villagevibe October 2007 : News and views from the heart of Fernwood
>> by Susan Salvati and Su Hallatt “Excuse me, does this coffee cup go in the organic compost bin or the paper bin?”
uch was a common refrain heard over at the Zero Waste area during Fernfest, Fernwood NRG’s annual neighbourhood music festival. “Here’s one for ya – this gnarly chewed up dog ball… plastics or garbage?” Never to be stumped, the zero waste volunteers found a place for everything … well just about. Ok, so there were a few mishaps when we weren’t looking – like the hot dog in the plastics bin, but for the most part, Fernwoodians were very good humoured about the whole exercise. It’s a bit overwhelming to go to the trash can only to be met with nine bins demanding that you analyze your ‘waste stream’. We could not have done this event without the help from key players in the recycling world. Jason at reFUSE.ca jumped on board for the cause
and dropped off the compost bins. His company was able to take all the organics – including the Phillips Beer corn-based cups – away to make compost. Elaine at the CRD Recycling Office offered invaluable advice on how to avoid zero waste disasters and she was able to lend us the equipment to collect all the beverage containers. The good folks at Pacific Mobile Depots were able to take the soft plastics, milk cartons, chip bags and even that nasty dog ball. Stellar volunteers Chris Whitehead and Tracey Veldhuis spent the entire day on Saturday, roaming the bins and fine-tuning the signage in response to the ways in which people were using the bins. One of the things that quickly became clear at the very beginning is that we needed a ‘Not So Sure’ bin. When people saw this, there was a visible look of relief on their faces. In the end, hardly anyone used this bin, but it was great to have it as a back up, and it added some levity to a daunting task. Thanks to all you festival goers for helping us meet the Fernfest Zero Waste Challenge.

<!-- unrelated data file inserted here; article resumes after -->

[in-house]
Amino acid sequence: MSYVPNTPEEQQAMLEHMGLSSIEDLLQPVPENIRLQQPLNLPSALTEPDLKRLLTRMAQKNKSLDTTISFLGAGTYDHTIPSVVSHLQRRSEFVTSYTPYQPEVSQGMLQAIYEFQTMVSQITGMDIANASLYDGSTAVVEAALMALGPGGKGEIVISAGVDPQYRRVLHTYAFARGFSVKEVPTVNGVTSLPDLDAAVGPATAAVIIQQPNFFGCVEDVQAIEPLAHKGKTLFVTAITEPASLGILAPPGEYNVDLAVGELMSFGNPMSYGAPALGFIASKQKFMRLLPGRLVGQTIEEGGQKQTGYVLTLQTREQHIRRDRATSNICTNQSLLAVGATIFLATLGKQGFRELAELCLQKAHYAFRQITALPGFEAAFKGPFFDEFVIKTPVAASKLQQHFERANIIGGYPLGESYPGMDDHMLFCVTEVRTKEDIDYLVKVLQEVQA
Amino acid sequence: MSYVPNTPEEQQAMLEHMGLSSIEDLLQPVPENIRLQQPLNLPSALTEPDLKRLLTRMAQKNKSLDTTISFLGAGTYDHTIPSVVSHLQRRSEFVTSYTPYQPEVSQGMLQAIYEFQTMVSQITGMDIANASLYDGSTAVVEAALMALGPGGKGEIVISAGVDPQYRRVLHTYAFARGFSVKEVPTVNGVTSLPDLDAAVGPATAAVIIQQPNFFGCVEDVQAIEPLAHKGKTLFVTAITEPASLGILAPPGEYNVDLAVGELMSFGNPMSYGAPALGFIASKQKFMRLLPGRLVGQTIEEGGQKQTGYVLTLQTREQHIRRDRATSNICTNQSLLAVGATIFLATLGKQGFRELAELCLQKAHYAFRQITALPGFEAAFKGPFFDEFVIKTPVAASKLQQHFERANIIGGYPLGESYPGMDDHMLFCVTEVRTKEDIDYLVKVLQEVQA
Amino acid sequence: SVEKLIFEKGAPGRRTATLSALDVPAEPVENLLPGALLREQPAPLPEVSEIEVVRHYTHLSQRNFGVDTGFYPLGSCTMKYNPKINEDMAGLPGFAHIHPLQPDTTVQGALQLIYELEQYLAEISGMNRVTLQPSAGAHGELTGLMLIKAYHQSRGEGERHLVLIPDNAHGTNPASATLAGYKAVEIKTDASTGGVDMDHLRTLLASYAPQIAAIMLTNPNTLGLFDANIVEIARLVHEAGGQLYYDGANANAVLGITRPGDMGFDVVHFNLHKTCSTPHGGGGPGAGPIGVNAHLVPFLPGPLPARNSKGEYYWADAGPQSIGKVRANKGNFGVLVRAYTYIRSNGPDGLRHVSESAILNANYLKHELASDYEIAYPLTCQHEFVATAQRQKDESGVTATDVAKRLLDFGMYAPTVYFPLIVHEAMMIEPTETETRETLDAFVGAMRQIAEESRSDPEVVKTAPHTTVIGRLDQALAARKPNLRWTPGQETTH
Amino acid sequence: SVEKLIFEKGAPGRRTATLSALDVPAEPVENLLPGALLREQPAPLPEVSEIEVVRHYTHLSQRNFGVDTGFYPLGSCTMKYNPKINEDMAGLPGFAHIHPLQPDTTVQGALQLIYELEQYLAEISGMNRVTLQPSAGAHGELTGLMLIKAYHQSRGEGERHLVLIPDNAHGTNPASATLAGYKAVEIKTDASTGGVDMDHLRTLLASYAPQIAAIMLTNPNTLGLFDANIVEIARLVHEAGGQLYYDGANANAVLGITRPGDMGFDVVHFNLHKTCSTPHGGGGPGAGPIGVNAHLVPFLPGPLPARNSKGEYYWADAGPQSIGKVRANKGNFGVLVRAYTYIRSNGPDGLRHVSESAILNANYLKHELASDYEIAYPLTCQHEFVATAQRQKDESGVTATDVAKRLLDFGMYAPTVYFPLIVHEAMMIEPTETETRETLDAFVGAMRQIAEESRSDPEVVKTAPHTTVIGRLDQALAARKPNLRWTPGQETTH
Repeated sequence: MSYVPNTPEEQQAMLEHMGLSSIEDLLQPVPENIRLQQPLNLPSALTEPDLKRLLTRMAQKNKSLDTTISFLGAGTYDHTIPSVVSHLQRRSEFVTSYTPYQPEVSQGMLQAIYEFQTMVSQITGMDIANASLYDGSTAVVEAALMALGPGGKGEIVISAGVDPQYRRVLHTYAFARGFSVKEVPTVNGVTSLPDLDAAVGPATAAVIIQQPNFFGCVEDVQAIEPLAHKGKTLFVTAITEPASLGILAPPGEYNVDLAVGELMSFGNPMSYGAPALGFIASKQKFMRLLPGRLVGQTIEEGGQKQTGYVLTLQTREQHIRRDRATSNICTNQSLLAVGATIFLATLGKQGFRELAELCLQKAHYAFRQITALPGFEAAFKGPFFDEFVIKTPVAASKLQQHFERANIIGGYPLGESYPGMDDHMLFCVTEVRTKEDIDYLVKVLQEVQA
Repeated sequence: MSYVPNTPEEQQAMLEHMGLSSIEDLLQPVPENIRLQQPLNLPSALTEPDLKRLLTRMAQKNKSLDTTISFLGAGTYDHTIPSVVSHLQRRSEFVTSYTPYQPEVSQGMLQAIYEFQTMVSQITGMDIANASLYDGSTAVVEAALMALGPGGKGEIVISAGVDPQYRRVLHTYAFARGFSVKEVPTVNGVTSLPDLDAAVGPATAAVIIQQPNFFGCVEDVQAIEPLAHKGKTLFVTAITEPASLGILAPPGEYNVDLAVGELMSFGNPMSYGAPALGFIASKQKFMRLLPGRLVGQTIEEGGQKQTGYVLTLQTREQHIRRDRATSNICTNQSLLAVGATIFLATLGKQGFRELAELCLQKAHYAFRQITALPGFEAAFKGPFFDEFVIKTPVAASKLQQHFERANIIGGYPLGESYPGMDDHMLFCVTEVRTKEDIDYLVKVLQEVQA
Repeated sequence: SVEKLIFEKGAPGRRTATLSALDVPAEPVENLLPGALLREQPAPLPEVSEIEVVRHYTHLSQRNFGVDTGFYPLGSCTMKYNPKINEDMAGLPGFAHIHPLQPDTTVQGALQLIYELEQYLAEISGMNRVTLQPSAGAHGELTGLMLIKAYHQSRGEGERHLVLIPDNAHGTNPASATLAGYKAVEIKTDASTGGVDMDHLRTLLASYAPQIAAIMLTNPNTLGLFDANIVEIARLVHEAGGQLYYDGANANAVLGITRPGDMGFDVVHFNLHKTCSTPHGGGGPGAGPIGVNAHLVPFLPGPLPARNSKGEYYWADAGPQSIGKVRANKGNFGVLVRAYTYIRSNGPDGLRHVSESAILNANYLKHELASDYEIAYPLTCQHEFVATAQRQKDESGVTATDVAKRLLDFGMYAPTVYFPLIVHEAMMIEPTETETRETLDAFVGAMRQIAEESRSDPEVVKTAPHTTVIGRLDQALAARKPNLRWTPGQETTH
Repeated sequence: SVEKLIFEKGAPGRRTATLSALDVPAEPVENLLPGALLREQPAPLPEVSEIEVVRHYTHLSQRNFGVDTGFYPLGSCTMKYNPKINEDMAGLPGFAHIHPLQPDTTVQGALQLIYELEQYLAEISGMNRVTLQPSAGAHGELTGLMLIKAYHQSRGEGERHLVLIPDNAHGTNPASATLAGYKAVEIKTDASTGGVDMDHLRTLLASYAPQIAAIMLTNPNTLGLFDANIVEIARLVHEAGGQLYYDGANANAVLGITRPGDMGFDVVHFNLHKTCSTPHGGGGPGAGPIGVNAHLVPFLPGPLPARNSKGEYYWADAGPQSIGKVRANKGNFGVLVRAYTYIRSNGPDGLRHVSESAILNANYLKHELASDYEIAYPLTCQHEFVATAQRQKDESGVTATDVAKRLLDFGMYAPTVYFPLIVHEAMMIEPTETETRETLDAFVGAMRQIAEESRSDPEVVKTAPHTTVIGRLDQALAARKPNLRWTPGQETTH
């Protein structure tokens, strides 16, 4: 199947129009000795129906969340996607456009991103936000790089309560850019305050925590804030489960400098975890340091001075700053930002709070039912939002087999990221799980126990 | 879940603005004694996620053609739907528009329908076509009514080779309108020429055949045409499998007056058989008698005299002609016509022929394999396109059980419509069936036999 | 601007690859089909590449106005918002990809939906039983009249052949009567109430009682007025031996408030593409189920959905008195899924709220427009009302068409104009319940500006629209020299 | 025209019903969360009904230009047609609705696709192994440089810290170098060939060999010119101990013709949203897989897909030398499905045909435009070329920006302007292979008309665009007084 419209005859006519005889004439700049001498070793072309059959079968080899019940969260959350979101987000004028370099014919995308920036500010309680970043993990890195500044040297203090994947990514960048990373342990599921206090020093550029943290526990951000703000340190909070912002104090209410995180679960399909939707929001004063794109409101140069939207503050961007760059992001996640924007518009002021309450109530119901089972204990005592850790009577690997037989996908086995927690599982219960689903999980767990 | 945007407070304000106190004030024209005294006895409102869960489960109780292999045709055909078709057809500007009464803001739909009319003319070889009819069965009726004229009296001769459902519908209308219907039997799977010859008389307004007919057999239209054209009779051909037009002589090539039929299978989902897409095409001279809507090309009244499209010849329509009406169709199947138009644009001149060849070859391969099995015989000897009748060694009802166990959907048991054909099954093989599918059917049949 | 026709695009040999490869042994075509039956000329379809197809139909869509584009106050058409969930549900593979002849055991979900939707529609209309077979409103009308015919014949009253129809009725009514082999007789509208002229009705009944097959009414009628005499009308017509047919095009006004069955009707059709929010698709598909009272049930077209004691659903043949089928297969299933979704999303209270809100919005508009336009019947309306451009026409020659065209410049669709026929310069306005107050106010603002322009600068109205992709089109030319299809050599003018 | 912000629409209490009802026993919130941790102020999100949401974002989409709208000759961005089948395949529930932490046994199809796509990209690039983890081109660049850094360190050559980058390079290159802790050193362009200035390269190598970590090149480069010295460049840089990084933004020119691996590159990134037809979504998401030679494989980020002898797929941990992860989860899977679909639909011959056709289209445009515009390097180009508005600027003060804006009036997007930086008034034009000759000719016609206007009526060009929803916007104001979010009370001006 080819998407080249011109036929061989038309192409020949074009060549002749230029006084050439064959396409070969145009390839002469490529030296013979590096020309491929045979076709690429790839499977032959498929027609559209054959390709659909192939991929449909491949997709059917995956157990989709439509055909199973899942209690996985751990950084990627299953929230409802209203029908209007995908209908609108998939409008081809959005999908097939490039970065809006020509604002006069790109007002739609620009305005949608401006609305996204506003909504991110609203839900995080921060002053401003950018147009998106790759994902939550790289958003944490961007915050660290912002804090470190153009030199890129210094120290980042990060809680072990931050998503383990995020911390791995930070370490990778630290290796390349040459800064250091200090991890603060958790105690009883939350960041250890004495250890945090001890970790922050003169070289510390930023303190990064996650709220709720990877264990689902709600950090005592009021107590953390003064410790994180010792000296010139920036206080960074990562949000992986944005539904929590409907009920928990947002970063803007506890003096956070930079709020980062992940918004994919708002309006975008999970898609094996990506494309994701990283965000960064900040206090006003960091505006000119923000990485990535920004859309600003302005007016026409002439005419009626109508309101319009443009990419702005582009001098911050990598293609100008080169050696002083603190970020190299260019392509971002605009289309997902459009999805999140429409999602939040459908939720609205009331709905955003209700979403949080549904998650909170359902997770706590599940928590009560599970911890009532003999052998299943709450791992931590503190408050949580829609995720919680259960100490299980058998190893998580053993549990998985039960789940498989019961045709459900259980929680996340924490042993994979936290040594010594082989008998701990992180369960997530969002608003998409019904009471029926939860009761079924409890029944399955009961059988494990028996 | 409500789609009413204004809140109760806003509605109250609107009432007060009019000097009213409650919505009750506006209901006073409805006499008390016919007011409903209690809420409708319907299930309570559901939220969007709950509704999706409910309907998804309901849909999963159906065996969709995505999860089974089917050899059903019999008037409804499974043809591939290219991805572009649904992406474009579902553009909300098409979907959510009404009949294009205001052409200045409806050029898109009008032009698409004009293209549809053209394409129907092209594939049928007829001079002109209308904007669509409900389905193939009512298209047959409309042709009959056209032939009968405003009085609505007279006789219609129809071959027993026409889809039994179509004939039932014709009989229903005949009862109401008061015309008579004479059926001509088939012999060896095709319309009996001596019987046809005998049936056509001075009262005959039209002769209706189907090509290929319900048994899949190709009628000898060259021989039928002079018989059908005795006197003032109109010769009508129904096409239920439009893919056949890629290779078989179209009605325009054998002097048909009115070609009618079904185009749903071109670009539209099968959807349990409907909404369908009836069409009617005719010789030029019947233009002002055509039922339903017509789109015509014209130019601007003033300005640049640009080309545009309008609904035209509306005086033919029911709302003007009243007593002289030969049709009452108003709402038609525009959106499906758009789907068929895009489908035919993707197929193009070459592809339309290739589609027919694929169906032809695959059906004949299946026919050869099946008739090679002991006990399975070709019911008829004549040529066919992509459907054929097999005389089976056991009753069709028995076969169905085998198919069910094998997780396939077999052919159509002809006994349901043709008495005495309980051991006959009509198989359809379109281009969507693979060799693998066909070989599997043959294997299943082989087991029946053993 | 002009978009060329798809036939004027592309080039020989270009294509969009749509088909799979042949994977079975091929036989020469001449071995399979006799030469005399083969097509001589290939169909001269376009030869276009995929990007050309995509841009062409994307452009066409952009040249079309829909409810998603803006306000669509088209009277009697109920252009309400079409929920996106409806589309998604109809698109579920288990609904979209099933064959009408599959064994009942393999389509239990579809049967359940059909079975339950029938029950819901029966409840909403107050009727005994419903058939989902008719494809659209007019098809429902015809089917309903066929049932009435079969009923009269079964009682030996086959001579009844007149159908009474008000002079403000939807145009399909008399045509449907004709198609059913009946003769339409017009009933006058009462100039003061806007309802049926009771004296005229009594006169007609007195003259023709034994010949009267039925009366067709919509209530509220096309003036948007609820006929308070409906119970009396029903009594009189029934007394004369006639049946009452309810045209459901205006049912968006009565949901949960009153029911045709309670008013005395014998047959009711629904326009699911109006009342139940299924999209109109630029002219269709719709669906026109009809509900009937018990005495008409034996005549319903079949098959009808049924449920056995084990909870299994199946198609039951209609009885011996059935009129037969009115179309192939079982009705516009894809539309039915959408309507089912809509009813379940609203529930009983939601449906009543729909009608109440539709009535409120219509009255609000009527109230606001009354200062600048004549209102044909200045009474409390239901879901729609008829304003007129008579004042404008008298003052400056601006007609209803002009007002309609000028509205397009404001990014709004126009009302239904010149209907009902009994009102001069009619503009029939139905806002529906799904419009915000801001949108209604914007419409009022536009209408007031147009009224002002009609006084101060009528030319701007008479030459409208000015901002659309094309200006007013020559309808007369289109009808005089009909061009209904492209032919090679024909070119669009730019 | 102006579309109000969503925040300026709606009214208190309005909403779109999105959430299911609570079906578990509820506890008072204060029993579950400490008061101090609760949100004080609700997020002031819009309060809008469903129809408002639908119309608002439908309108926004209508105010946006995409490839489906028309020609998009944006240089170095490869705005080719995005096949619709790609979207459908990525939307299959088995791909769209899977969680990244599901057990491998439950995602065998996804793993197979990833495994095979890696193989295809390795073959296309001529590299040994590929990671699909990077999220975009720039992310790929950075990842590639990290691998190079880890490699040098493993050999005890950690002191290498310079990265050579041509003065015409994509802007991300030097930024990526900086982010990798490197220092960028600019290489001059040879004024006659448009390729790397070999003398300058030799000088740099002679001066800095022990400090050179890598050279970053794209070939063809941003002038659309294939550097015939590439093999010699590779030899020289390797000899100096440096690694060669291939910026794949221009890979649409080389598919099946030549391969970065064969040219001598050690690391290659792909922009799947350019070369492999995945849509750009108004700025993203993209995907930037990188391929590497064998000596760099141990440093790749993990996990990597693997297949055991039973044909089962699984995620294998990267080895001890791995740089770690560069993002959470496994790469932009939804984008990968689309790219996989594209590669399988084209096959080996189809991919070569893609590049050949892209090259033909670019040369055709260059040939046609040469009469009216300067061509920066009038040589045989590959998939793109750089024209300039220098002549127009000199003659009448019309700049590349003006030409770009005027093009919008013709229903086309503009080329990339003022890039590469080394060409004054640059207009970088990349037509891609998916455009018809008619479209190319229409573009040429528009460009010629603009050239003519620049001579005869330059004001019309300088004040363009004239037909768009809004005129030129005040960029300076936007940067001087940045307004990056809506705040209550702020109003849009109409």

Photos this page: Roberta Martell
Fernwoodians rise to the Zero Waste Challenge
After boogying to two days of music at Fernwood NRG’s annual Fernfest, neighbourhood residents were ready to relax. With the remnants of the stage in the background, neighbours gathered on the basketball courts behind the Community Centre for a pancake breakfast. In the foreground (above) Cornerstone Café barrista Andrea surveys the crowd before leaving the scene with a belly full of pancakes on her funky retro bike. MP Denise Savoie kneels and congratulates Fernwood’s rising hockey divas. Back at the grill (below) Quadra-Hillside MLA Rob Fleming and City Councilor Dean Fortin keep the pancakes flipping. Near the end of the event Monte (left) arrives with his puppy and his puppy’s stuffed twin tucked under his jacket. All in all, the pancake breakfast was a truly Fernwood event – an eclectic mix of neighbours sharing food amidst hockey equipment, retro bikes, supportive politicians, and dogs, both real and stuffed.